The title archimandrite (Greek: ἀρχιμανδρίτης, romanized: archimandritēs), used in Eastern Christianity, originally referred to a superior abbot (hegumenos, Greek: ἡγούμενος, present participle of the verb meaning "to lead") whom a bishop appointed to supervise several "ordinary" abbots and monasteries, or as the abbot of some especially great and important monastery.

An archimandrite wearing his full habit, holding his pastoral staff, and minimally vested in an epitrachelion and epimanikia. His mitre stands on the table to his right.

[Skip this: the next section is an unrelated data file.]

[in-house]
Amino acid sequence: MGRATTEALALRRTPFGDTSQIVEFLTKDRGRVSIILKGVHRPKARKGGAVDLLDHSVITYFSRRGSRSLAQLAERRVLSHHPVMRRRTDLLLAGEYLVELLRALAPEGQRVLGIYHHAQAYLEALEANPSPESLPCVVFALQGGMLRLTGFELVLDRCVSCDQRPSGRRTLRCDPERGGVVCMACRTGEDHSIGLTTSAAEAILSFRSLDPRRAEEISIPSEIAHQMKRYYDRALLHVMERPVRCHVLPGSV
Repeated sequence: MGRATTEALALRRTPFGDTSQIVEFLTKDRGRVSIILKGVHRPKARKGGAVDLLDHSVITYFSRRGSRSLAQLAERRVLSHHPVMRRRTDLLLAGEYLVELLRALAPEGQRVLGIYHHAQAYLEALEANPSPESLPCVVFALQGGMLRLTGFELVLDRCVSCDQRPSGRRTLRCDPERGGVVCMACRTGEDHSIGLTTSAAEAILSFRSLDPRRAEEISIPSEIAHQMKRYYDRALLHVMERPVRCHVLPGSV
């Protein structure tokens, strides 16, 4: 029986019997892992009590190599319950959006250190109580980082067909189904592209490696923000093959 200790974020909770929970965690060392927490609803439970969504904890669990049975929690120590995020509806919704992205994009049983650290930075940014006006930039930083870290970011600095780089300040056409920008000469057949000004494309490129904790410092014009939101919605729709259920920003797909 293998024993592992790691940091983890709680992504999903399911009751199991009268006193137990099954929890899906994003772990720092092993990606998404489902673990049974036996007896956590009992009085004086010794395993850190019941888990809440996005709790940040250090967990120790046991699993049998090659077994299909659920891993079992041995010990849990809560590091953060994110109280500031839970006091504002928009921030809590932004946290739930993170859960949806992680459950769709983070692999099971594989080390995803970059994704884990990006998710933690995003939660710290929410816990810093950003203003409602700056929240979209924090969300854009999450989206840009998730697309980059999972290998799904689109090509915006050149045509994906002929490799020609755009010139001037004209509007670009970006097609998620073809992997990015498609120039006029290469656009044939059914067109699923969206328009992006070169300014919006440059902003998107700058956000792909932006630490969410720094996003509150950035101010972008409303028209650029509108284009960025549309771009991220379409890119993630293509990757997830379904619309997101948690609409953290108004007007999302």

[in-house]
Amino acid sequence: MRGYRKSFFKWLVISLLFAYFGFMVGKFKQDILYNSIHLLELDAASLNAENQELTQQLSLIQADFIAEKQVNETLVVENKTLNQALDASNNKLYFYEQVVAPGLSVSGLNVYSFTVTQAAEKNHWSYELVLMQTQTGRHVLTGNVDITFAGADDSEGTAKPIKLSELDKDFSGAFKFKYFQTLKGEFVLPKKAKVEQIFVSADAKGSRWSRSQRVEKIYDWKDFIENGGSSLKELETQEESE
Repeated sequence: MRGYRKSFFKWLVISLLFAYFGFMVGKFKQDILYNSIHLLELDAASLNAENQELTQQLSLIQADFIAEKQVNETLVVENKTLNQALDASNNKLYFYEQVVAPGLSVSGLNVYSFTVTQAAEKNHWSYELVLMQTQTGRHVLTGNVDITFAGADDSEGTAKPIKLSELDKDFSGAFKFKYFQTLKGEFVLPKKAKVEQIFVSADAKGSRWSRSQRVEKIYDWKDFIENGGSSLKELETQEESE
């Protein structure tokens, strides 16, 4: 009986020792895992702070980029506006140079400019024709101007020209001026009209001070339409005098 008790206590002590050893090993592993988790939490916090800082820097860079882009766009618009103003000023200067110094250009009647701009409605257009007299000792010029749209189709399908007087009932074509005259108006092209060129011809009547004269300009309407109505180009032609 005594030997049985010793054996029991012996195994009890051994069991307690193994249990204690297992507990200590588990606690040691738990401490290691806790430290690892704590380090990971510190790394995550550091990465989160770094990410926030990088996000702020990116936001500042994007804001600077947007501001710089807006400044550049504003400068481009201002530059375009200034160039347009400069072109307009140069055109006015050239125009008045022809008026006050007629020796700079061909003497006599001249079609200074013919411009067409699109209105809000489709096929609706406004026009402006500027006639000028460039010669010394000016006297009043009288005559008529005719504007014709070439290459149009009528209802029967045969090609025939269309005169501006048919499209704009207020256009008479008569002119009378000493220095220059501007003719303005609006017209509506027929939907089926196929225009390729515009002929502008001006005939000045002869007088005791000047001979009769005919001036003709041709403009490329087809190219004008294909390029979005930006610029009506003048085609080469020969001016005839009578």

In the Eastern Orthodox Church "archimandrite" can also, and in practice usually does, serve purely as a title of honour (with no connection to any actual monastery) bestowed on a hieromonk as a mark of respect or gratitude for service to the Church - analogously to the title of "archpriest" bestowed on a distinguished married priest.